Gurgaon, Jan 2017: Are your arthritic joints creaking and aching under the impact of the plummeting mercury? Has discomfort in your knees and shoulders increased with the peaking on the winter season? If yes, you are alone!
During the extreme cold part of every winter, more people living with arthritis report an increase in joint pain and discomfort. As the temperature hit single digits, there has been an increase in complaints of pain and difficulty in performing their daily tasks from a large number of patients, say doctors at Paras Hospitals, Gurgaon.
Joint pain can occur anytime throughout the year, but in the cold and wet months of the winters, one may find it harder to cope with. Although a change in the weather will not cause arthritis, it can worsen the symptoms.
“When the surroundings are cold, our body needs to conserve heat and therefore restricts how much blood it sends around extremities, like our hands and feet, so that it can focus on supplying vital organs like the heart and lungs, and for other important body functions like gastro-intestinal system, brain and kidneys. This means we lose less heat from blood circulating near the surface of the skin, but it also means the joints get less blood and, therefore can be painful for some,” explains Dr Vivek Logani, Chief of Joint Replacement Surgery, Paras Hospitals, Gurgaon.
Apart from the impact on blood circulation, the cold season also increases our sensitivity to pain along with increasing the inflammation.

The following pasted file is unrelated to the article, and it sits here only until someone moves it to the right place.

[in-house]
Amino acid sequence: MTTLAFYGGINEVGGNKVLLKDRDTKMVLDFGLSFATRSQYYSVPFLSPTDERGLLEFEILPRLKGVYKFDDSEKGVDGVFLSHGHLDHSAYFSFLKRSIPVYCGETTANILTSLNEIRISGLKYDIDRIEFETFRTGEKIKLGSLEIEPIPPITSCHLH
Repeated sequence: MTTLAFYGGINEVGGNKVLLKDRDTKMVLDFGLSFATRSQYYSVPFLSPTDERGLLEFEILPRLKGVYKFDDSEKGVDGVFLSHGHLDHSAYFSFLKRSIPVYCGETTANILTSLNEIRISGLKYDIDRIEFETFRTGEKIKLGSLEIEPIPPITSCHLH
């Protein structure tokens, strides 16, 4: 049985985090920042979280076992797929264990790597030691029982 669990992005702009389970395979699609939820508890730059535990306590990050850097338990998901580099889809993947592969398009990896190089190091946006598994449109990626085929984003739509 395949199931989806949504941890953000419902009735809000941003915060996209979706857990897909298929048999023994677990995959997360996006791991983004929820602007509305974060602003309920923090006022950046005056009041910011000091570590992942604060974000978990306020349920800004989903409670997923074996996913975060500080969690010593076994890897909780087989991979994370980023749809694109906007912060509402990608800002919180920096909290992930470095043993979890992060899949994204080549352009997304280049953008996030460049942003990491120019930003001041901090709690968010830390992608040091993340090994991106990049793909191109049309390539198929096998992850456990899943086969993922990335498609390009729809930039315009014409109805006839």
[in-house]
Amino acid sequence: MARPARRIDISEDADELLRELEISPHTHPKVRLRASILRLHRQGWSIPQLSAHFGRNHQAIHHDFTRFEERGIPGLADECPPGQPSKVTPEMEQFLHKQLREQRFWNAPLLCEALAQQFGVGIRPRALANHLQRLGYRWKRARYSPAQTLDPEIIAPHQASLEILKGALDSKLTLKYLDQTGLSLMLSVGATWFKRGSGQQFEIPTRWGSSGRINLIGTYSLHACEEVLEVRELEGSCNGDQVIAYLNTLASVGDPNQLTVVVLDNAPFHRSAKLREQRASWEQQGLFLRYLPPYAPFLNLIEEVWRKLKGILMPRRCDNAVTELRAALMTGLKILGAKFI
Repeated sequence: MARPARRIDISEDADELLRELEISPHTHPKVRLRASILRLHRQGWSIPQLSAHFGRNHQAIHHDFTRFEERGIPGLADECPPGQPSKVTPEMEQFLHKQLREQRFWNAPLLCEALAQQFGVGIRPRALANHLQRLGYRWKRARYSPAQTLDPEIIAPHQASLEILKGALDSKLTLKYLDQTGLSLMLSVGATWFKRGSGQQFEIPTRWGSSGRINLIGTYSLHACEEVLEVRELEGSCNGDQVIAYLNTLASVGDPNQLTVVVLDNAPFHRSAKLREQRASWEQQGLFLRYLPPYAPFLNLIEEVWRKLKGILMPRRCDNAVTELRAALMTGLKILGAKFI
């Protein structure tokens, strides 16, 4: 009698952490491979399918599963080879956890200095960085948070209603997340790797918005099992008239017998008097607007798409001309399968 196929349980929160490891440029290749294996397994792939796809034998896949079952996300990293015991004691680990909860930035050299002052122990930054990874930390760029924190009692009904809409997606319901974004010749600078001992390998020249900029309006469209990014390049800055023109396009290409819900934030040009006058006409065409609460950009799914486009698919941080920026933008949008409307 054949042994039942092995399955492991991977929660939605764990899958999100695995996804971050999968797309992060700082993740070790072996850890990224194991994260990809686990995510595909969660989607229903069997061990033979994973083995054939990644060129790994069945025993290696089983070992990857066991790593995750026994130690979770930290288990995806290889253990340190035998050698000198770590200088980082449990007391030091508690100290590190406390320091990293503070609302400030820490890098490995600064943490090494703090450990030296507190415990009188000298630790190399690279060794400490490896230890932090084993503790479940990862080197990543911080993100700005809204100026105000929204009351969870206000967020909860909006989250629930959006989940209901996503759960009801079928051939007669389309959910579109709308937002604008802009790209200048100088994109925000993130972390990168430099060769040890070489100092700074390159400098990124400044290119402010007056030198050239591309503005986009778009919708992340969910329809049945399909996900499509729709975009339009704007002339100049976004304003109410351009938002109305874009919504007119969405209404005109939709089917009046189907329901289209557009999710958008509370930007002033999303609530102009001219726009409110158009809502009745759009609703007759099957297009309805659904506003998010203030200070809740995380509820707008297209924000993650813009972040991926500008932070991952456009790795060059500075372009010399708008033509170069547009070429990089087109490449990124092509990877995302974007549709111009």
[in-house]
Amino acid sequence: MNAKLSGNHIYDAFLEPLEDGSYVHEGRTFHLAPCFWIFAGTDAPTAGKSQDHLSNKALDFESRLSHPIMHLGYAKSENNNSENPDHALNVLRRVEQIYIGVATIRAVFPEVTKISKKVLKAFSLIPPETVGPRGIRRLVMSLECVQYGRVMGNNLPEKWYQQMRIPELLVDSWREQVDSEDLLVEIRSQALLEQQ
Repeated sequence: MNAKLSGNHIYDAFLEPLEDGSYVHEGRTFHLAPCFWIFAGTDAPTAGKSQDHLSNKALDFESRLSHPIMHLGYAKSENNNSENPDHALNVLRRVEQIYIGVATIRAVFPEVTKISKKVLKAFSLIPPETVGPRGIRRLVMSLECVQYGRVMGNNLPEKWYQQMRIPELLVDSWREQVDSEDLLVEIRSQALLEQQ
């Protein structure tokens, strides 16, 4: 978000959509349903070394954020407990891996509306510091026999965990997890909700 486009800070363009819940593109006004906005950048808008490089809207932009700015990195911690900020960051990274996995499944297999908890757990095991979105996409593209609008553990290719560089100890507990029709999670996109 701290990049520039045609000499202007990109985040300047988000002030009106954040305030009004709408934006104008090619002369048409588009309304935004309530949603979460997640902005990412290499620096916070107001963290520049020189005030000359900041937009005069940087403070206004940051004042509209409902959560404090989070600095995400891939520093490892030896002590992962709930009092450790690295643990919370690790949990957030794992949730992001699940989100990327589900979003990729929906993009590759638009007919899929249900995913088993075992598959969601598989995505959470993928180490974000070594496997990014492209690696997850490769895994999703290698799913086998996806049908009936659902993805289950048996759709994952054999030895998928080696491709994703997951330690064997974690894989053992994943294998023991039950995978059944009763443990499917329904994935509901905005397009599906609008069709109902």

“The inflammatory mediators accumulated due to daily activities, and also byproducts of muscle activity (mainly lactic acid) cannot be washed off very effectively because of relatively less blood supply, resulting in more stiffness, muscle aches, and increased pain sensitivity. The soft tissues around the joints are less pliable when cold, so joints feel tight and stiff, resulting in more pain,” says Dr Logani.
To add to the environmental conditions, the winter season also tends to change a number of our daily habits and activities, further augmenting the arthritic condition. Our activity levels decrease as we tend to stay huddled indoors and our water intake reduces as we tend to feel less thirsty. These changes also contribute to increased discomfort of the joints.
“Arthritic people must be very particular about their daily physical activity. However, extreme cold often forces people to forego their daily walk or exercise. One must ensure to undertake 30 minutes of daily exercise no matter how cold it is. Exercise indoors if needed, but do not give up. Reduced physical activity further compromises flexibility of the joints and weakens the muscles. Similarly, intake of water must remain adequate even in winters,” adds Dr Logani.
While not much can be done about the weather, the pain and discomfort can be managed and controlled to a large degree by adopting certain lifestyle changes and precautionary approaches.